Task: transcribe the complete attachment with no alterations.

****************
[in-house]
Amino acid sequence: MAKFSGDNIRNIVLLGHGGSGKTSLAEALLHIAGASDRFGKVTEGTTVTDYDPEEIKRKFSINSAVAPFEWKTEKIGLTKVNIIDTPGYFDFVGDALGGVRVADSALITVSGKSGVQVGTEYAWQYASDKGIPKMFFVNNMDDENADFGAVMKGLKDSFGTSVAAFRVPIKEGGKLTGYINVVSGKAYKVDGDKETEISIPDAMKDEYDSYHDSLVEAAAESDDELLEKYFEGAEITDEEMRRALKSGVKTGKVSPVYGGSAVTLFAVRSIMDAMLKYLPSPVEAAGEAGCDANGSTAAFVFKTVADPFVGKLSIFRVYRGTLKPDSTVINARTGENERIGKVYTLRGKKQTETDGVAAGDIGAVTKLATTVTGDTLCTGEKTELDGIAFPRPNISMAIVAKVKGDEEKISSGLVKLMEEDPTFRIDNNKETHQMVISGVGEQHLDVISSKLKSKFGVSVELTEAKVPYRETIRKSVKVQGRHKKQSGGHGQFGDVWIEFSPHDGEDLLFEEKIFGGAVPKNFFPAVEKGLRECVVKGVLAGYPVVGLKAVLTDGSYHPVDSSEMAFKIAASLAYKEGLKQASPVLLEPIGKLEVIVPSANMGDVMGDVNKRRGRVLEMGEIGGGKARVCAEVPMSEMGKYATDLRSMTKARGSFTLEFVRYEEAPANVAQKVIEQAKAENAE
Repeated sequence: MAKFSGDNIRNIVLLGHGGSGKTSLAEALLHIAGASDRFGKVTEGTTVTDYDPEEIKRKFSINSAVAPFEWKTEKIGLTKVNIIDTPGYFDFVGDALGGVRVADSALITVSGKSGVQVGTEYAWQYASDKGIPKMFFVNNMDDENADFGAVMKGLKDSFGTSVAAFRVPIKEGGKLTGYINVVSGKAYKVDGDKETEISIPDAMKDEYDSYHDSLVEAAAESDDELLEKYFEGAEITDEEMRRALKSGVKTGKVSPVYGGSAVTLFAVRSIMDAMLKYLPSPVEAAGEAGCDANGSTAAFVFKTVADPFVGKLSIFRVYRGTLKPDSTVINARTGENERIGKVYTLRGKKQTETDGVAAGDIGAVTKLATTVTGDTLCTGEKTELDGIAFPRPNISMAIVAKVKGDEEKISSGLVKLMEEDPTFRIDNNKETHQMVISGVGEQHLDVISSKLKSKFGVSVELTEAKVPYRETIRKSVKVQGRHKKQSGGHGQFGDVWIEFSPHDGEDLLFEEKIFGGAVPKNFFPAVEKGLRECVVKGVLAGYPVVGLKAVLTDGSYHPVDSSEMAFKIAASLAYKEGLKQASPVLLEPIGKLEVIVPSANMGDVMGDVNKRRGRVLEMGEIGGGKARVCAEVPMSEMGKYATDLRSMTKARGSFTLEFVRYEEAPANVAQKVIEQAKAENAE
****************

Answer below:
[in-house]
Amino acid sequence: MAKFSGDNIRNIVLLGHGGSGKTSLAEALLHIAGASDRFGKVTEGTTVTDYDPEEIKRKFSINSAVAPFEWKTEKIGLTKVNIIDTPGYFDFVGDALGGVRVADSALITVSGKSGVQVGTEYAWQYASDKGIPKMFFVNNMDDENADFGAVMKGLKDSFGTSVAAFRVPIKEGGKLTGYINVVSGKAYKVDGDKETEISIPDAMKDEYDSYHDSLVEAAAESDDELLEKYFEGAEITDEEMRRALKSGVKTGKVSPVYGGSAVTLFAVRSIMDAMLKYLPSPVEAAGEAGCDANGSTAAFVFKTVADPFVGKLSIFRVYRGTLKPDSTVINARTGENERIGKVYTLRGKKQTETDGVAAGDIGAVTKLATTVTGDTLCTGEKTELDGIAFPRPNISMAIVAKVKGDEEKISSGLVKLMEEDPTFRIDNNKETHQMVISGVGEQHLDVISSKLKSKFGVSVELTEAKVPYRETIRKSVKVQGRHKKQSGGHGQFGDVWIEFSPHDGEDLLFEEKIFGGAVPKNFFPAVEKGLRECVVKGVLAGYPVVGLKAVLTDGSYHPVDSSEMAFKIAASLAYKEGLKQASPVLLEPIGKLEVIVPSANMGDVMGDVNKRRGRVLEMGEIGGGKARVCAEVPMSEMGKYATDLRSMTKARGSFTLEFVRYEEAPANVAQKVIEQAKAENAE
Repeated sequence: MAKFSGDNIRNIVLLGHGGSGKTSLAEALLHIAGASDRFGKVTEGTTVTDYDPEEIKRKFSINSAVAPFEWKTEKIGLTKVNIIDTPGYFDFVGDALGGVRVADSALITVSGKSGVQVGTEYAWQYASDKGIPKMFFVNNMDDENADFGAVMKGLKDSFGTSVAAFRVPIKEGGKLTGYINVVSGKAYKVDGDKETEISIPDAMKDEYDSYHDSLVEAAAESDDELLEKYFEGAEITDEEMRRALKSGVKTGKVSPVYGGSAVTLFAVRSIMDAMLKYLPSPVEAAGEAGCDANGSTAAFVFKTVADPFVGKLSIFRVYRGTLKPDSTVINARTGENERIGKVYTLRGKKQTETDGVAAGDIGAVTKLATTVTGDTLCTGEKTELDGIAFPRPNISMAIVAKVKGDEEKISSGLVKLMEEDPTFRIDNNKETHQMVISGVGEQHLDVISSKLKSKFGVSVELTEAKVPYRETIRKSVKVQGRHKKQSGGHGQFGDVWIEFSPHDGEDLLFEEKIFGGAVPKNFFPAVEKGLRECVVKGVLAGYPVVGLKAVLTDGSYHPVDSSEMAFKIAASLAYKEGLKQASPVLLEPIGKLEVIVPSANMGDVMGDVNKRRGRVLEMGEIGGGKARVCAEVPMSEMGKYATDLRSMTKARGSFTLEFVRYEEAPANVAQKVIEQAKAENAE